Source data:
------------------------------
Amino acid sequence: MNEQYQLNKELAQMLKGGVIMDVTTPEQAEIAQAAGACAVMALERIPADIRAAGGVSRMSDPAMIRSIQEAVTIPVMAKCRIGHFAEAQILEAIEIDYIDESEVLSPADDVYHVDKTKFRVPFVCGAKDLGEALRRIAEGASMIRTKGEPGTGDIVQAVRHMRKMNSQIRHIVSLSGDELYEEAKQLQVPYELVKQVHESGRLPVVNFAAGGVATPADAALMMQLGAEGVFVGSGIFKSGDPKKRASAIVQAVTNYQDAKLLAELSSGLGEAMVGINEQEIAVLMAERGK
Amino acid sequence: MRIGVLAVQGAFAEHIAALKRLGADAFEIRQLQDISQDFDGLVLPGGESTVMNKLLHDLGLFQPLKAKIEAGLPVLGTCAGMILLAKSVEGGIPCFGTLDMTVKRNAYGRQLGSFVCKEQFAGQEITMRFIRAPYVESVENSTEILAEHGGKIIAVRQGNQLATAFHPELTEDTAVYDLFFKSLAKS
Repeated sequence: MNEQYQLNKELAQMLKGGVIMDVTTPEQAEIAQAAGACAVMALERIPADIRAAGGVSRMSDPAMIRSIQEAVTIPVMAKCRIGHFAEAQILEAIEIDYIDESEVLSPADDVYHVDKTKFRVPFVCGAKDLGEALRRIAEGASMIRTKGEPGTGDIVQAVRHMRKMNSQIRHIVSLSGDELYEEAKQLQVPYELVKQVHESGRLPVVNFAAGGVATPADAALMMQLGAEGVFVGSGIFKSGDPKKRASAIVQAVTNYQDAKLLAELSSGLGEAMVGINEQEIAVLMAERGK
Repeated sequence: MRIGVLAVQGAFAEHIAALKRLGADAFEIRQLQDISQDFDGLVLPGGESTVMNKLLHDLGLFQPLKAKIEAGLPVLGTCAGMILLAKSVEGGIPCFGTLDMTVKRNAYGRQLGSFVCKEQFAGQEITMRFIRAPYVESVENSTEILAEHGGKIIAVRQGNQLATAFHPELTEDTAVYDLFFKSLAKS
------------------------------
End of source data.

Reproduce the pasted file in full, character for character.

Amino acid sequence: MNEQYQLNKELAQMLKGGVIMDVTTPEQAEIAQAAGACAVMALERIPADIRAAGGVSRMSDPAMIRSIQEAVTIPVMAKCRIGHFAEAQILEAIEIDYIDESEVLSPADDVYHVDKTKFRVPFVCGAKDLGEALRRIAEGASMIRTKGEPGTGDIVQAVRHMRKMNSQIRHIVSLSGDELYEEAKQLQVPYELVKQVHESGRLPVVNFAAGGVATPADAALMMQLGAEGVFVGSGIFKSGDPKKRASAIVQAVTNYQDAKLLAELSSGLGEAMVGINEQEIAVLMAERGK
Amino acid sequence: MRIGVLAVQGAFAEHIAALKRLGADAFEIRQLQDISQDFDGLVLPGGESTVMNKLLHDLGLFQPLKAKIEAGLPVLGTCAGMILLAKSVEGGIPCFGTLDMTVKRNAYGRQLGSFVCKEQFAGQEITMRFIRAPYVESVENSTEILAEHGGKIIAVRQGNQLATAFHPELTEDTAVYDLFFKSLAKS
Repeated sequence: MNEQYQLNKELAQMLKGGVIMDVTTPEQAEIAQAAGACAVMALERIPADIRAAGGVSRMSDPAMIRSIQEAVTIPVMAKCRIGHFAEAQILEAIEIDYIDESEVLSPADDVYHVDKTKFRVPFVCGAKDLGEALRRIAEGASMIRTKGEPGTGDIVQAVRHMRKMNSQIRHIVSLSGDELYEEAKQLQVPYELVKQVHESGRLPVVNFAAGGVATPADAALMMQLGAEGVFVGSGIFKSGDPKKRASAIVQAVTNYQDAKLLAELSSGLGEAMVGINEQEIAVLMAERGK
Repeated sequence: MRIGVLAVQGAFAEHIAALKRLGADAFEIRQLQDISQDFDGLVLPGGESTVMNKLLHDLGLFQPLKAKIEAGLPVLGTCAGMILLAKSVEGGIPCFGTLDMTVKRNAYGRQLGSFVCKEQFAGQEITMRFIRAPYVESVENSTEILAEHGGKIIAVRQGNQLATAFHPELTEDTAVYDLFFKSLAKS